Delinquency on residential loans soared last month, though the surge was attributed to seasonal factors, Foreclosure starts, however, sank to a 12-year low.
First-lien mortgages that were at least 30 days delinquent or in the foreclosure inventory numbered 2.506 million as of April 30.
The number jumped from 2.279 million as of a month earlier. But the total has receded compared to a year earlier, when it was 2.741 million.
Black Knight Financial Services reported the performance statistics on Wednesday.
Last month’s total consisted of 2.072 million mortgages that were past due at least 30 days but not in foreclosure and 433,000 units in the foreclosure pre-sale inventory.
Based on an estimated 51.0 million loans outstanding, the non-current rate worked out to 4.91 percent.
Delinquency was sharply higher than 4.50 percent as of
March, when there was a whopping 64-basis-point plunge. A big improvement has been made, however, from 5.41 percent as of April 30, 2016.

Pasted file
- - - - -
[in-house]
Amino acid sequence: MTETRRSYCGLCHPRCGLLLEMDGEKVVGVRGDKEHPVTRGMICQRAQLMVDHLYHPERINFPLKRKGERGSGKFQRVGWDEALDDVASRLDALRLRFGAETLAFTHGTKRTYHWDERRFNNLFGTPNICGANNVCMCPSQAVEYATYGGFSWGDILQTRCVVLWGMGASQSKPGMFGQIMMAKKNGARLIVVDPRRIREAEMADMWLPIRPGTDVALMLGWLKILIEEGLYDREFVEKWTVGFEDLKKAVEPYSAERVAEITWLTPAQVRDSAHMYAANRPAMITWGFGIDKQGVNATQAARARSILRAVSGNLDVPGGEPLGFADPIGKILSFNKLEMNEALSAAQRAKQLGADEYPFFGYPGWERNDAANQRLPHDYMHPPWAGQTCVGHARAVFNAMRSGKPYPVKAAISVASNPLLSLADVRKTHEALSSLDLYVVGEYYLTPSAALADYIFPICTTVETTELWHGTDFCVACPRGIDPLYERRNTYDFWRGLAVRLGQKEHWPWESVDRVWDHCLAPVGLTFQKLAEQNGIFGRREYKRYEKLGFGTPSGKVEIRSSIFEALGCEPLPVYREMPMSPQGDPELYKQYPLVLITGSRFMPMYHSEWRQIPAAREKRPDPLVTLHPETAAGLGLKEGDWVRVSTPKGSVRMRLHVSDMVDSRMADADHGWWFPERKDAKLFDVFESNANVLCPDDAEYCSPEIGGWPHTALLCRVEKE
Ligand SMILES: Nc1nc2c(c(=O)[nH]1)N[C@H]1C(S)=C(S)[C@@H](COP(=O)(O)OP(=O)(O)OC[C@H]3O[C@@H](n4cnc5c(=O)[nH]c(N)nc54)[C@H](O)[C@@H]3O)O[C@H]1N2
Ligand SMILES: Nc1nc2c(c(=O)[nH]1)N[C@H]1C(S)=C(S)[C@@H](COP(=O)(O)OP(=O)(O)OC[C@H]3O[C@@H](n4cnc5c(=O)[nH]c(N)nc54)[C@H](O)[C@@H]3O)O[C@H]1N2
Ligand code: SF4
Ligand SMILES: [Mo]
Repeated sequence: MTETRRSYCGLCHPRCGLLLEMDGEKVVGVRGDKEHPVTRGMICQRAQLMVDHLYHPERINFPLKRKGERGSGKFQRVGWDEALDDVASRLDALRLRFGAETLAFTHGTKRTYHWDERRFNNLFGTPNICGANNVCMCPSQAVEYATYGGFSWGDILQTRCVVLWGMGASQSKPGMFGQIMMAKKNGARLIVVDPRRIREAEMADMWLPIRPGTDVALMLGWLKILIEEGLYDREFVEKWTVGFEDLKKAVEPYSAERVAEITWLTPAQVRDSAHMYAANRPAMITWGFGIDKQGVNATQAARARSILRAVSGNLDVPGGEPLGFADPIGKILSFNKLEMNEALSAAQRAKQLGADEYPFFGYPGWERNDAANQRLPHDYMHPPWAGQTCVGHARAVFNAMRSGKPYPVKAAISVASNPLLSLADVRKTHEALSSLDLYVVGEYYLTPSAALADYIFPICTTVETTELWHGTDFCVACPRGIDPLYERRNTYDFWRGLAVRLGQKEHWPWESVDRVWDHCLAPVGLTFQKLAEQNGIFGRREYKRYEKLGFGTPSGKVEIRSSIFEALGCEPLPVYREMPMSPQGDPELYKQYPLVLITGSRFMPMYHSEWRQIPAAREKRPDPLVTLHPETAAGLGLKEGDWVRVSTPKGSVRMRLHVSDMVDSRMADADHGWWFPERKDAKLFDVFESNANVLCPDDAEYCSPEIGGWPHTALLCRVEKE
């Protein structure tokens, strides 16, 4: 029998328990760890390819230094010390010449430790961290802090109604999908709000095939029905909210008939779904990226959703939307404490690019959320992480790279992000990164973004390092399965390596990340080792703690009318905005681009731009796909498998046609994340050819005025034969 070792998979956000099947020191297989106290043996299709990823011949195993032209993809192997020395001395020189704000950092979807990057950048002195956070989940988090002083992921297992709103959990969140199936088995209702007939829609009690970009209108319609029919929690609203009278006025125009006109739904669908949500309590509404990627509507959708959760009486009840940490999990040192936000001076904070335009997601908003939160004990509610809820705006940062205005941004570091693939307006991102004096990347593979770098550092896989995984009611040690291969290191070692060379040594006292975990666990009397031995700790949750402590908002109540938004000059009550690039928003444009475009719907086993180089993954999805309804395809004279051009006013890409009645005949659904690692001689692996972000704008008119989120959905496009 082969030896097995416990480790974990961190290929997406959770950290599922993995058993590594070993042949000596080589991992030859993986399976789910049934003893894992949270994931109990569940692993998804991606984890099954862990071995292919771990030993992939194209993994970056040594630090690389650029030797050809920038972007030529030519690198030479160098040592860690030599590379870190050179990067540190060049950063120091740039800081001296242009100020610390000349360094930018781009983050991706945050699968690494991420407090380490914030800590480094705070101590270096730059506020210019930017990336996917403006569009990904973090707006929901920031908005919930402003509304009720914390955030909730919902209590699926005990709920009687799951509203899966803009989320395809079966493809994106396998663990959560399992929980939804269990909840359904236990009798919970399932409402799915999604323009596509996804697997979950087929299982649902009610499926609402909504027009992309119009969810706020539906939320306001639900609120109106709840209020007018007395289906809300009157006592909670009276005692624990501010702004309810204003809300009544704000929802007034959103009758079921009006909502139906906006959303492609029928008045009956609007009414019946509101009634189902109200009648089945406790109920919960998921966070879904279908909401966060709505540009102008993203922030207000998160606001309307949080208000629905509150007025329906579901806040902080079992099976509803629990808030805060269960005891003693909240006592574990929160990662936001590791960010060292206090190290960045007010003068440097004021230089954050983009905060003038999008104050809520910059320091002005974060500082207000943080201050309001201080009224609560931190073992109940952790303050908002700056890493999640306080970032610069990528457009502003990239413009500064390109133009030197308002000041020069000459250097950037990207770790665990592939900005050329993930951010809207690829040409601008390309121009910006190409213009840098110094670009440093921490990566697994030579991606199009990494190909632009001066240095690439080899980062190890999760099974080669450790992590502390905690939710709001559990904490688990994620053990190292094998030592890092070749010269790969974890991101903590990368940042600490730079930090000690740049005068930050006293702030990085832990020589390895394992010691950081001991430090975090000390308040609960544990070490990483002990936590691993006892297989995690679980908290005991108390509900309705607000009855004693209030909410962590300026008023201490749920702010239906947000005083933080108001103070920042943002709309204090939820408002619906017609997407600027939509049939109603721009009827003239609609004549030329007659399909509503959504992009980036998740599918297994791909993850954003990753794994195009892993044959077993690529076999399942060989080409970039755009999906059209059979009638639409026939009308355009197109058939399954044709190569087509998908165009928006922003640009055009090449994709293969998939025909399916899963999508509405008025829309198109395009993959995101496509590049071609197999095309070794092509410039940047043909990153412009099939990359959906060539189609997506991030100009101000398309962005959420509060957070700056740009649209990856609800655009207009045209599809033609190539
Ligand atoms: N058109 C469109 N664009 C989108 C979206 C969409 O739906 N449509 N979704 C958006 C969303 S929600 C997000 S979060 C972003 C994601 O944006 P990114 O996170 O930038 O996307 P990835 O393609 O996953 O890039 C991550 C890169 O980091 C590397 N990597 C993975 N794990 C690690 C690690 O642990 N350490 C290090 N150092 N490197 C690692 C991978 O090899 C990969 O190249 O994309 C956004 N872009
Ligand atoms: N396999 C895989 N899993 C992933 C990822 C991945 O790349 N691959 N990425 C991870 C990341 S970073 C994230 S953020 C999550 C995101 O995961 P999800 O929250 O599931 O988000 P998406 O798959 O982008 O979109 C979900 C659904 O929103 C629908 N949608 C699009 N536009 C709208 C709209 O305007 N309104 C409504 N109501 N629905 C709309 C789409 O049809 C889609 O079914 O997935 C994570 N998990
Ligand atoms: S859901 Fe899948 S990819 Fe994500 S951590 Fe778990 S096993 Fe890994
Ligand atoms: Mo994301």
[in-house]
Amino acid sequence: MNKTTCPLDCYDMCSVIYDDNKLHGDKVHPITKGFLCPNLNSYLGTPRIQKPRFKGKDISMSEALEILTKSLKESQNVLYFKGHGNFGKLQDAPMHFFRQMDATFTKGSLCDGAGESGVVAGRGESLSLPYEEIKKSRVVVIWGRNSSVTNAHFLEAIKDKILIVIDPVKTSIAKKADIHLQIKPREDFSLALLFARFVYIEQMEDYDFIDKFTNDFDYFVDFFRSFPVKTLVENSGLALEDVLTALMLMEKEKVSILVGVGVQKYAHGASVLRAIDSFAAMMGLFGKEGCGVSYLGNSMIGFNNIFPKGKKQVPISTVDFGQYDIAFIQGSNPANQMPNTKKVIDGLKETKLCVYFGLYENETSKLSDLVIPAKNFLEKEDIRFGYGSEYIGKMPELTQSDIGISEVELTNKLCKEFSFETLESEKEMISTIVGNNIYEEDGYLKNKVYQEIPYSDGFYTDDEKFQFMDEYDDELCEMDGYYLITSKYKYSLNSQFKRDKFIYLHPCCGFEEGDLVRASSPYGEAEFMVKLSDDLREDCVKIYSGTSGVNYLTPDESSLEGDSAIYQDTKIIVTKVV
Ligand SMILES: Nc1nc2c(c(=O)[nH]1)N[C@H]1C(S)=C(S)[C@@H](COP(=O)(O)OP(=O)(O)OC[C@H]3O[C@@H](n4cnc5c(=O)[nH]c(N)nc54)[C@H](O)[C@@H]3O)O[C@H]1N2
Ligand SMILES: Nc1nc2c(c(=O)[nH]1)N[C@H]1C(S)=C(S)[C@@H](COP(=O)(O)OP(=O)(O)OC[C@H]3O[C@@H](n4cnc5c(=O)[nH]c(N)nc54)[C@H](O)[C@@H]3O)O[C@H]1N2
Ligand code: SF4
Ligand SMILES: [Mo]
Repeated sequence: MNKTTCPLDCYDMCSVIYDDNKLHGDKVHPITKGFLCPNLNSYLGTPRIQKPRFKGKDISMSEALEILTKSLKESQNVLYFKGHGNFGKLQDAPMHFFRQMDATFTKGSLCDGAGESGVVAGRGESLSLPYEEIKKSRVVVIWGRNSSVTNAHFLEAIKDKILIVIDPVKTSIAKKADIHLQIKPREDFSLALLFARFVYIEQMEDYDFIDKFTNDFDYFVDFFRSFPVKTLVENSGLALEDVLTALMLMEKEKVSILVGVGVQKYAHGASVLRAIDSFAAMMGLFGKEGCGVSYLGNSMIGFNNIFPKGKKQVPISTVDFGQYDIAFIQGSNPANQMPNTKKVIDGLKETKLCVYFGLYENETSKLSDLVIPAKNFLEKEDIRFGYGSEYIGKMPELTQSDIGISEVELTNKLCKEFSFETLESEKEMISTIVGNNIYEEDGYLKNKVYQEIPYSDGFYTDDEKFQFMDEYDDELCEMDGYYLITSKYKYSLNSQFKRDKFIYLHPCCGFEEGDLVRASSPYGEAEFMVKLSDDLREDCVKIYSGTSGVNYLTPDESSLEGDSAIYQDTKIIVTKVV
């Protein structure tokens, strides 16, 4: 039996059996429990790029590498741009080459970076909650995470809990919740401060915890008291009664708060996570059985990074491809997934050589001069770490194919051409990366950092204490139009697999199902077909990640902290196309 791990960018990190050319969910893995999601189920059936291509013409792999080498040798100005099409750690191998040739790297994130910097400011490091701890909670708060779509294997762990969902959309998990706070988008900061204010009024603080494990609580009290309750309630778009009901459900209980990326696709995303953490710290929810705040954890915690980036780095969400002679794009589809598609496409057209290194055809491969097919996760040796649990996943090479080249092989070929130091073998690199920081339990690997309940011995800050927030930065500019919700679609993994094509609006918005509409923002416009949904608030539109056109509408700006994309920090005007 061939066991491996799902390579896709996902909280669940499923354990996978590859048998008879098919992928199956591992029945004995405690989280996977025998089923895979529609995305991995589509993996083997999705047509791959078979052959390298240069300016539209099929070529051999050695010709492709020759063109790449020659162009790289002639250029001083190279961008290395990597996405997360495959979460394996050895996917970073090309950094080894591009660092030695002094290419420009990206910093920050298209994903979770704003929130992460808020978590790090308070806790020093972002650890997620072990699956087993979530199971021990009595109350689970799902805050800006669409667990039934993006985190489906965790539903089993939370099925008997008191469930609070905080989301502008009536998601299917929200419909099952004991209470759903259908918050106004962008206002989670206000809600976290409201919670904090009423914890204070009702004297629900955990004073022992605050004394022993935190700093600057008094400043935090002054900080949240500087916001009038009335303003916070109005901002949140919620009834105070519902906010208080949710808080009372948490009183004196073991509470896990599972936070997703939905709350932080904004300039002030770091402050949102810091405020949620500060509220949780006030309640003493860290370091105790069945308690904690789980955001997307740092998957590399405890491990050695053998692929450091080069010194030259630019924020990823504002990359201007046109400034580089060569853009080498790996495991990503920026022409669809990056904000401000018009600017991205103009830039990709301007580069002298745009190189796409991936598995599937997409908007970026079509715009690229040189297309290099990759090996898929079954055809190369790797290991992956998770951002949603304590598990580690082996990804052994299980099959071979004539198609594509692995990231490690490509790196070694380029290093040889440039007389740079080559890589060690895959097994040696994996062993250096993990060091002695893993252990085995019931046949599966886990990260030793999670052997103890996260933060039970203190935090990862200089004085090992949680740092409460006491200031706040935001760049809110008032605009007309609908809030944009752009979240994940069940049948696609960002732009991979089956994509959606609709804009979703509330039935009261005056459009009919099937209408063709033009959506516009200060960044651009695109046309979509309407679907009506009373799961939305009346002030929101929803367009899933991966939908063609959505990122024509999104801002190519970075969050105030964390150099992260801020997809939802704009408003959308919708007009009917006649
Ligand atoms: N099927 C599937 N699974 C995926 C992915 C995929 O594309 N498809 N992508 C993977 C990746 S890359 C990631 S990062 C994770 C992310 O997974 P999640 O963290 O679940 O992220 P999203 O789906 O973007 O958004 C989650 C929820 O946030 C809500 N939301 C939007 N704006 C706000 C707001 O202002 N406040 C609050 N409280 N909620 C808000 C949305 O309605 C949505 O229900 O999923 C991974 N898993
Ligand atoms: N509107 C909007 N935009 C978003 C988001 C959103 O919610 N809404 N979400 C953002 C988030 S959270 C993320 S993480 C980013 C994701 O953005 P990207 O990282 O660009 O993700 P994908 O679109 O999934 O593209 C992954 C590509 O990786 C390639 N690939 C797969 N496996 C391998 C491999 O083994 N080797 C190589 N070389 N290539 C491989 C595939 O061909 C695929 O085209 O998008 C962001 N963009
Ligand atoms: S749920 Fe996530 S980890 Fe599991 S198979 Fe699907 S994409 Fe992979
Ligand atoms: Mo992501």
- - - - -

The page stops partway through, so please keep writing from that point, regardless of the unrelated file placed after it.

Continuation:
Mississippi’s non-current rate last month was 10.64 percent, the worst of any state. Louisiana followed with a 9.26 percent rate, then 7.66 percent in Alabama, 7.39 percent in West Virginia and 7.10 percent in Maine.
Colorado’s 2.28 percent non-current rate was the lowest in the nation.
Excluding foreclosures, the 30-day rate was 4.08 percent in April 2017, surging from the previous month’s 3.62 percent. But the 30-day rate improved from 4.24 percent at the same point last year.
“April’s delinquency rate increase was primarily calendar-driven (due to both the month ending on a Sunday and March being the typical calendar-year low) and largely isolated to early-stage delinquencies,” Black Knight explained in the report.
Also reflected in last month’s rate was an 0.85 percent foreclosure pre-sale inventory rate, slipping from 0.88 percent in March and
1.17 percent in April 2016.
There were 52,800 foreclosure starts during April 2017 — the fewest since January 2005. Last month’s starts brought year-to-date 2017 foreclosure starts to 241,400.